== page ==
Late in 2015 IBM released the SaaS version of TM1 called Planning Analytics. They have dropped the name “TM1” and are just calling it “Planning Analytics”. This is to sit it beside “Cognos Analytics” and “Watson Analytics”.
What is Planning Analytics?
IBM Planning Analytics is an amalgam of technologies from TM1 and analytics presented as a cloud based solution. It has a new front end that is visually and functionally consistent with both Cognos and Watson Analytics and is very easy to create workspaces for planning and analytics that utilise high speed TM1 cubes in the background.
What’s Behind the Scenes?
Pure TM1 is what drives Planning Analytics. The likely method for building a Planning Analytics model is still via TM1 Architect. You still need to create dimensions, build cubes, define rules and create views. So you still have the power of TM1 driving the model.
Can I Still Use TM1 Perspectives?
Yes. And no.
Yes, in that it is installed on the server and can be used to create Excel based reports that can be published as TM1 web sheets for users to then contribute to.
No, in that your users cannot use Perspectives to build their own reports. The reason for this is that Perspectives is designed for local usage only. So if you have TM1 on a server in your physical location, then it perform brilliantly. Put it on a remote location and performance drops off as it downloads a lot of data to prepare the local report. Planning Analytics is cloud based and therefore, by definition, remote, so performance of perspectives would be poor.
IBM have addressed this however by the expansion of CAFE (Cognos Analysis for Excel) to work with TM1 cubes. This is specifically designed for remote use and it does a good job with most aspects of Excel based TM1 reporting. However it does not, at time of writing, allow you to create Active Forms – and this is a major weakness that IBM is addressing.
Guided what? Guided Exploration is where you can ask TM1 (sorry, Planning Analytics) a natural language question and it will provide you an answer based on the data available. For example you could ask “what is the volume by channel and product”. Planning Analytics will interpret this request and provide the answer using a combination of dimensions and elements within those dimensions. So our question included elements in red and dimensions in blue “what is the volume by channel and product“.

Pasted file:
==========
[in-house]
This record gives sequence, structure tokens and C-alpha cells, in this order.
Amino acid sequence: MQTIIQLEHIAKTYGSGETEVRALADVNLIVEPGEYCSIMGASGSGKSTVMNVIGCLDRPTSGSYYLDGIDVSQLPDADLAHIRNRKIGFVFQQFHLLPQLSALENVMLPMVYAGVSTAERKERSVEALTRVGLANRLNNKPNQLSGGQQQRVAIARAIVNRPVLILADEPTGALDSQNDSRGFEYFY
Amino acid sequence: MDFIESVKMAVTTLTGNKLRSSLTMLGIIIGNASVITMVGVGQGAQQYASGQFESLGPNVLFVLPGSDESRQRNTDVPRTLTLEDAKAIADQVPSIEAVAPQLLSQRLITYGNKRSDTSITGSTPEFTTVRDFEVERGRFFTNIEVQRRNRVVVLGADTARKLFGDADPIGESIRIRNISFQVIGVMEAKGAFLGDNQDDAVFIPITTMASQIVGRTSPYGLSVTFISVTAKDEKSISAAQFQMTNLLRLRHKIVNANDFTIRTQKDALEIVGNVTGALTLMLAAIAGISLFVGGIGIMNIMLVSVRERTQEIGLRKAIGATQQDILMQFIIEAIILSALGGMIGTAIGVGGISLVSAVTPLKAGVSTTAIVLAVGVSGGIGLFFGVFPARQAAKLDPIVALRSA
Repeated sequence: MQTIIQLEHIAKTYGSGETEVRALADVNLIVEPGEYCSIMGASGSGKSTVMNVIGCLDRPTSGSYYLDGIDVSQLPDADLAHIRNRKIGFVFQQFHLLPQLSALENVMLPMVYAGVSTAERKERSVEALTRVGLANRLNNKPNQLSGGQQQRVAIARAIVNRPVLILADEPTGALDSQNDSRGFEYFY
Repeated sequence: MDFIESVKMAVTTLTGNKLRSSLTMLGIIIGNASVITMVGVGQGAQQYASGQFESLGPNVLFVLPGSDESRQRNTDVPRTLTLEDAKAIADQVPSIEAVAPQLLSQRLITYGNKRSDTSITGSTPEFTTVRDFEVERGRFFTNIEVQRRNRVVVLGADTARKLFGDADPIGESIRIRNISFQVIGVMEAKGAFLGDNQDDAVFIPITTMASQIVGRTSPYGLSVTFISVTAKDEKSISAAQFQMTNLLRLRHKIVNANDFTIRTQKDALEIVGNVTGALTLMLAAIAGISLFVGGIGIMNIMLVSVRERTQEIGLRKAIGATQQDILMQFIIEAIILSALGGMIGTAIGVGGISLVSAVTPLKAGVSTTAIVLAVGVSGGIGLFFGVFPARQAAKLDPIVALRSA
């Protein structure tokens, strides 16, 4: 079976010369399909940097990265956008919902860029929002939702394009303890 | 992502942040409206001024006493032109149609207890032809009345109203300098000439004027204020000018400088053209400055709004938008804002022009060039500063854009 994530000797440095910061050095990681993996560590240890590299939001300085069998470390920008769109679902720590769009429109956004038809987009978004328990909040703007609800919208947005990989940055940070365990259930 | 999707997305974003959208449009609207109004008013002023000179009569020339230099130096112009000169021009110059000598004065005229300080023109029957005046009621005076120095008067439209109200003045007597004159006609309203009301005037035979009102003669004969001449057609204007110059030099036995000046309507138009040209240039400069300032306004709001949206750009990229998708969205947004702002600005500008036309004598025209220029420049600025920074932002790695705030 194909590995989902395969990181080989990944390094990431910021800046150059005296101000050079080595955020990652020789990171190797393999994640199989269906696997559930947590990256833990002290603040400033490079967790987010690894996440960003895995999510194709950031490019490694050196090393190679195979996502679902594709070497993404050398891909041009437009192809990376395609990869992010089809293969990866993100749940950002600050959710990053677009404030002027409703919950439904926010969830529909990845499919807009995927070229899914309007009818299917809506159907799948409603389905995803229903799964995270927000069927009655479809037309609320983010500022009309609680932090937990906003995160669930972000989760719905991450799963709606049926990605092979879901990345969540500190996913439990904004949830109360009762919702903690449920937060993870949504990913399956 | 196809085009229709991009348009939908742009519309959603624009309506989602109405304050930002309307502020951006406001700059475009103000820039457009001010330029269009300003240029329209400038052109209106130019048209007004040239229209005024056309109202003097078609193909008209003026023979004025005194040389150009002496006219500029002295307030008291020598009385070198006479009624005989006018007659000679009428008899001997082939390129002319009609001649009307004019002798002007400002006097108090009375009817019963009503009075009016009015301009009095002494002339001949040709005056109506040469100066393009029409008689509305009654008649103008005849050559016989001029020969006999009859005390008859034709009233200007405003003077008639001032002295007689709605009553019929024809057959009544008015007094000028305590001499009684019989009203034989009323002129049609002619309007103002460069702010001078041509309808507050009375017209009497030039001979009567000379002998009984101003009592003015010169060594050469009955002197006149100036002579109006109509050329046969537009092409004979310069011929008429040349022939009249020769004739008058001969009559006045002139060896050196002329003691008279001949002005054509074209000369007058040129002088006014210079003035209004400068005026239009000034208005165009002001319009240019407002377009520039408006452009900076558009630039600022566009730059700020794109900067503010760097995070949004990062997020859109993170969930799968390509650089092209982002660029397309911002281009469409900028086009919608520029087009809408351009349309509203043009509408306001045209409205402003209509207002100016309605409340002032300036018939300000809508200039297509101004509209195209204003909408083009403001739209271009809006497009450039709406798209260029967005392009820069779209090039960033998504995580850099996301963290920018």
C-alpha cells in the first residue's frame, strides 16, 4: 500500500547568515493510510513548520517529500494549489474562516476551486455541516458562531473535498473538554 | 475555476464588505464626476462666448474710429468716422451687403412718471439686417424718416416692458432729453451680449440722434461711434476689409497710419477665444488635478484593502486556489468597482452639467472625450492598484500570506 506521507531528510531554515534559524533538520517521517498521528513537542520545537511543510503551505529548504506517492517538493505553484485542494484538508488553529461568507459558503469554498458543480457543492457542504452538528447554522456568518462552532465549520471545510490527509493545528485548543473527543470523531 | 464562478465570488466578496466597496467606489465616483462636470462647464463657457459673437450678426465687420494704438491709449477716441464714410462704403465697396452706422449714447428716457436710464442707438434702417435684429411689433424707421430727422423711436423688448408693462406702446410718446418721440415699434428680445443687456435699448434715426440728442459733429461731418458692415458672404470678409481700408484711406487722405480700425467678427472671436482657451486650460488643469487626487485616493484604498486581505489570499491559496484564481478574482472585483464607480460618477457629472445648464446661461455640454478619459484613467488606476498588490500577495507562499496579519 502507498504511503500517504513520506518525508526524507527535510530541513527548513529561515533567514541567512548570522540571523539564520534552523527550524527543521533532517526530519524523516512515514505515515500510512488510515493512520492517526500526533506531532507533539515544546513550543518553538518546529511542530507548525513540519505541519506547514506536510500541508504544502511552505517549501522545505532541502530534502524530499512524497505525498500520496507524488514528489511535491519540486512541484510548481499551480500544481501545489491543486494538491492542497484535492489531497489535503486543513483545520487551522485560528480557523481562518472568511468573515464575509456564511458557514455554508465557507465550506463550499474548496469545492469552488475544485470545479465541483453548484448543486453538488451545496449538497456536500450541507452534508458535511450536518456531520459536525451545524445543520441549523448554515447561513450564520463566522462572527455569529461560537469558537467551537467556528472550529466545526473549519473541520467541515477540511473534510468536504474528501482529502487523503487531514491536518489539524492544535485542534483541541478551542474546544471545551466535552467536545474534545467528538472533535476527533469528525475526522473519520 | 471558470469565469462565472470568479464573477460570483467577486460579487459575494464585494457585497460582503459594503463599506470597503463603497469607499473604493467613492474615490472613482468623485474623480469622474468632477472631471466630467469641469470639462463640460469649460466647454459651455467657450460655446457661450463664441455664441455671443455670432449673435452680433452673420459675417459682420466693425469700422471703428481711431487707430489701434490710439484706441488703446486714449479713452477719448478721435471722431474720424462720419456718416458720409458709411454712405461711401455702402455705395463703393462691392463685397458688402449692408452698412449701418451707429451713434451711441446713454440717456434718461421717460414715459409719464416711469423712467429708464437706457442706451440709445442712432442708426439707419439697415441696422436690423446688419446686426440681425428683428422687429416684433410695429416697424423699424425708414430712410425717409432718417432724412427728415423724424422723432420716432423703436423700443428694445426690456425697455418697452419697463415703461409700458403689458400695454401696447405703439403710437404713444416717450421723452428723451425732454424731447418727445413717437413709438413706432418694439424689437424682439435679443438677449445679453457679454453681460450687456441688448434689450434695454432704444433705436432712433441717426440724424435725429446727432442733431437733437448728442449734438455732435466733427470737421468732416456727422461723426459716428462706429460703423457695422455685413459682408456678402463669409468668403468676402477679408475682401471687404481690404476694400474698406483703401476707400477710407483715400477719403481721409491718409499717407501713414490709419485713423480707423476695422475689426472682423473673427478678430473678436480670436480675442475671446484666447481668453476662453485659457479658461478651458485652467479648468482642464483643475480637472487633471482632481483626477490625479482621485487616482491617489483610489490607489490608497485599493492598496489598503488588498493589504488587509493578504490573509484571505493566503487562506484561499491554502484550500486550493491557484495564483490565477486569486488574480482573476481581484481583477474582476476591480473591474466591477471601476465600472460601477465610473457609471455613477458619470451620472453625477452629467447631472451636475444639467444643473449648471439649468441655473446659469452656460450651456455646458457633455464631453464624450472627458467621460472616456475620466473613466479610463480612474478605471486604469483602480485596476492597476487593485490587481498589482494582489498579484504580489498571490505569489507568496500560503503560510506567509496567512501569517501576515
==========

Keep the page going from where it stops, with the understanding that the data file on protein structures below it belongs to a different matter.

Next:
The visualisations in Planning Analytics are great and responsive to the questions being asked. Using the question from above (“what is the volume by channel and product”), we are presented with this visualisation. This is Planning Analytics interpretation of the best way to present the answer to us. Of course we can then manipulate this visualisation as we see fit with a few simple clicks on the workspace. Ask a different question, get a different visualisation with your answer.
Getting Data to the Cloud
One of the areas that many TM1 consultants were skeptical of was how to get on premise data to the cloud efficiently and securely. IBM have resolved this with three alternatives for moving that data that include one that allows secure, encrypted direct querying of on premise ERP systems (including SAP). Also, they have Planning Analytics available at two Australian data centres – Sydney and Melbourne.
Why Would I Use Planning Analytics?
The use case for Planning Analytics is simple. You don’t need your own server. You don’t need to manage that server. You don’t need a Windows licence. You don’t need to pay up front for licences and you don’t need to pay annual maintenance. You get a significant improvement in user experience for the web interface and (when CAFE is updated) at least as good for using it with Excel.